City council gave the go-ahead yesterday for a property tax increase that will see most homeowners shell out an additional 7.5 per cent, or roughly $153, this year.
Though Mayor Stephen Mandel voted in favour of the increase, he said it wasn’t with full satisfaction.
In fact, property taxes will be rising by 11.9 per cent, but will be offset by the provincial education levy, which only went up 4 per cent.
“If we’re going to use the school’s tax dollars, we should have probably used them as one-time dollars and we’re not doing that,” he said. “The administration is put in a difficult position. I understand what they’re trying to do this because there are challenges everywhere we look in the city for growth.”
Mandel said that while understanding how all the dollars make sense is fairly cut and dried to members of council, many homeowners will be left with puzzled looks on their faces upon reading their 2008 property tax bill.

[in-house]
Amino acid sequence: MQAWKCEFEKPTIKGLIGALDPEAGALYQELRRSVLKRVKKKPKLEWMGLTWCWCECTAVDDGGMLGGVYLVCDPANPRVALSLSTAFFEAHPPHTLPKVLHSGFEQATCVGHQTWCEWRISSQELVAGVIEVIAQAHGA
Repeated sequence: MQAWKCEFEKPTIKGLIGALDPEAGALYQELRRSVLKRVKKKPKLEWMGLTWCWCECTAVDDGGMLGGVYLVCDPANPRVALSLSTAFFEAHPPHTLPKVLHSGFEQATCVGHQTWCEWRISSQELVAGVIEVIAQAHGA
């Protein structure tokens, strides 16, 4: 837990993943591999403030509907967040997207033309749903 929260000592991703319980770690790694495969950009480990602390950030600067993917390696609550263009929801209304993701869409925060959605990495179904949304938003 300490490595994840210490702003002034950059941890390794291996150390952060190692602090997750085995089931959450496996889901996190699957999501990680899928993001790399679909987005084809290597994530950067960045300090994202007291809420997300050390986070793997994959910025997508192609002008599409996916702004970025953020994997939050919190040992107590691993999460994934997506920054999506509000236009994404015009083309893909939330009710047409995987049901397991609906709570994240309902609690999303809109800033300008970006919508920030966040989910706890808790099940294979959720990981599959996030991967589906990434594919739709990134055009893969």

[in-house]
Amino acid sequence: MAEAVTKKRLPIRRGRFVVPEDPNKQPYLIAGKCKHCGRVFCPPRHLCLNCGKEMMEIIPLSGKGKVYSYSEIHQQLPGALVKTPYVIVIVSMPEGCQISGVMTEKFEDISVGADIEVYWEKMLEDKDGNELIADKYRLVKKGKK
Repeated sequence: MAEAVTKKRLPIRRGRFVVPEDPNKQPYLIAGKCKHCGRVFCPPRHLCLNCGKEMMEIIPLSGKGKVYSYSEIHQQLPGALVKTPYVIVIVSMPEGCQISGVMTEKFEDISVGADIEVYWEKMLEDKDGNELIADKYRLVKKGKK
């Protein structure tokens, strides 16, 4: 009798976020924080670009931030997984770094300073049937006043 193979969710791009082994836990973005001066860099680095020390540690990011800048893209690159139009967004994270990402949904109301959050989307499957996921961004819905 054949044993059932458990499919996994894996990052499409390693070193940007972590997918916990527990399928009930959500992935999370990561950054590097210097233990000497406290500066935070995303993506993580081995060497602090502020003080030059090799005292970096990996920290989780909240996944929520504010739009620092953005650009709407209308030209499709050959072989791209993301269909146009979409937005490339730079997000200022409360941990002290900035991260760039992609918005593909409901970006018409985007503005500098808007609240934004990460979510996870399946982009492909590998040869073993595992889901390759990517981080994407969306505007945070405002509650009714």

“It’s very confusing and is also very challenging for the city because we have a single source of revenue,” Mandel said.
The city generates the majority of its revenue through grants, user fees, business and non-residential taxes.
About 15 per cent of annual revenue is obtained through the collection of property taxes.
The city assessed that in 2007, property values in Edmonton rose at an average of 65 per cent.
Though property values don’t determine the annual tax increase, city planners told council that if a property’s determined value falls above or below the 65 per cent increase, the homeowner’s tax increase will fall above or below 7.5 per cent accordingly.
“There needs to be a change in the allocation of funding so cities can meet the demands of citizens, not just through property tax,” Mandel said. “We need a share of income tax or other avenues.”